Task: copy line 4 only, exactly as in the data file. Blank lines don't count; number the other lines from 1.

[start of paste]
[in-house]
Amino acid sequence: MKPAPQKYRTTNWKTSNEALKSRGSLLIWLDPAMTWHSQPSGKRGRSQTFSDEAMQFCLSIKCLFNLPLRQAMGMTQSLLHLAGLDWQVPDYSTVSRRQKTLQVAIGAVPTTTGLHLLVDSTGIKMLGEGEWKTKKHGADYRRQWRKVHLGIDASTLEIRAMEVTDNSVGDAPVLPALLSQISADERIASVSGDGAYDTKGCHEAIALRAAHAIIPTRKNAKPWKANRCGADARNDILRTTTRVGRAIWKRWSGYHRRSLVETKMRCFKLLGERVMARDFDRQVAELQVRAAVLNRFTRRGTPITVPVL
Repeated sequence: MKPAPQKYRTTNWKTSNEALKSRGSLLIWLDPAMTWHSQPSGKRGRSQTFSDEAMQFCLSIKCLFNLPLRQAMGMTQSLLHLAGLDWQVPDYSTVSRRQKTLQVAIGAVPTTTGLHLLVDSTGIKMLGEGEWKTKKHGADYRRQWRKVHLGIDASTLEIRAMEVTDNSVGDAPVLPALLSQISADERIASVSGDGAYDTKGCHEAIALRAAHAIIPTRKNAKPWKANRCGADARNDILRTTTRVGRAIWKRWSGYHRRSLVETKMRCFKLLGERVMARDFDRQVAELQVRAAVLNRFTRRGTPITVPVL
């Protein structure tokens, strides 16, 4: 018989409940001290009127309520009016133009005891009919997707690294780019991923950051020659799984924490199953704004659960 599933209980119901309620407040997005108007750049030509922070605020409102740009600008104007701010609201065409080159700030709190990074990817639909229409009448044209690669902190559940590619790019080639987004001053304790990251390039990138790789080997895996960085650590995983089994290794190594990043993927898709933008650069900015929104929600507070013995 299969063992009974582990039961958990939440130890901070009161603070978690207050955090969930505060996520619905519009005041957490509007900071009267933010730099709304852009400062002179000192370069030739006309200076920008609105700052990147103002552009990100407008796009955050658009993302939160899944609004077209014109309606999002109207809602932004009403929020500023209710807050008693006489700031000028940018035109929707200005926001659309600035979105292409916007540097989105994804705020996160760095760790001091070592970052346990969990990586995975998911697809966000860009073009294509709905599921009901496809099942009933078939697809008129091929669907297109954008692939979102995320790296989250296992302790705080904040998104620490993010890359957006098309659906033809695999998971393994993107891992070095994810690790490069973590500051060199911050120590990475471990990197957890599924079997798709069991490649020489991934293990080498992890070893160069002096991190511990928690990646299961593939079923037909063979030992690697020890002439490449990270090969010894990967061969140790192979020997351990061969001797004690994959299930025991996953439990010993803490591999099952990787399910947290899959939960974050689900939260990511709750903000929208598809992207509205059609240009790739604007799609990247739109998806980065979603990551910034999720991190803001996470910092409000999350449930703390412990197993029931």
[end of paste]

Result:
């Protein structure tokens, strides 16, 4: 018989409940001290009127309520009016133009005891009919997707690294780019991923950051020659799984924490199953704004659960 599933209980119901309620407040997005108007750049030509922070605020409102740009600008104007701010609201065409080159700030709190990074990817639909229409009448044209690669902190559940590619790019080639987004001053304790990251390039990138790789080997895996960085650590995983089994290794190594990043993927898709933008650069900015929104929600507070013995 299969063992009974582990039961958990939440130890901070009161603070978690207050955090969930505060996520619905519009005041957490509007900071009267933010730099709304852009400062002179000192370069030739006309200076920008609105700052990147103002552009990100407008796009955050658009993302939160899944609004077209014109309606999002109207809602932004009403929020500023209710807050008693006489700031000028940018035109929707200005926001659309600035979105292409916007540097989105994804705020996160760095760790001091070592970052346990969990990586995975998911697809966000860009073009294509709905599921009901496809099942009933078939697809008129091929669907297109954008692939979102995320790296989250296992302790705080904040998104620490993010890359957006098309659906033809695999998971393994993107891992070095994810690790490069973590500051060199911050120590990475471990990197957890599924079997798709069991490649020489991934293990080498992890070893160069002096991190511990928690990646299961593939079923037909063979030992690697020890002439490449990270090969010894990967061969140790192979020997351990061969001797004690994959299930025991996953439990010993803490591999099952990787399910947290899959939960974050689900939260990511709750903000929208598809992207509205059609240009790739604007799609990247739109998806980065979603990551910034999720991190803001996470910092409000999350449930703390412990197993029931």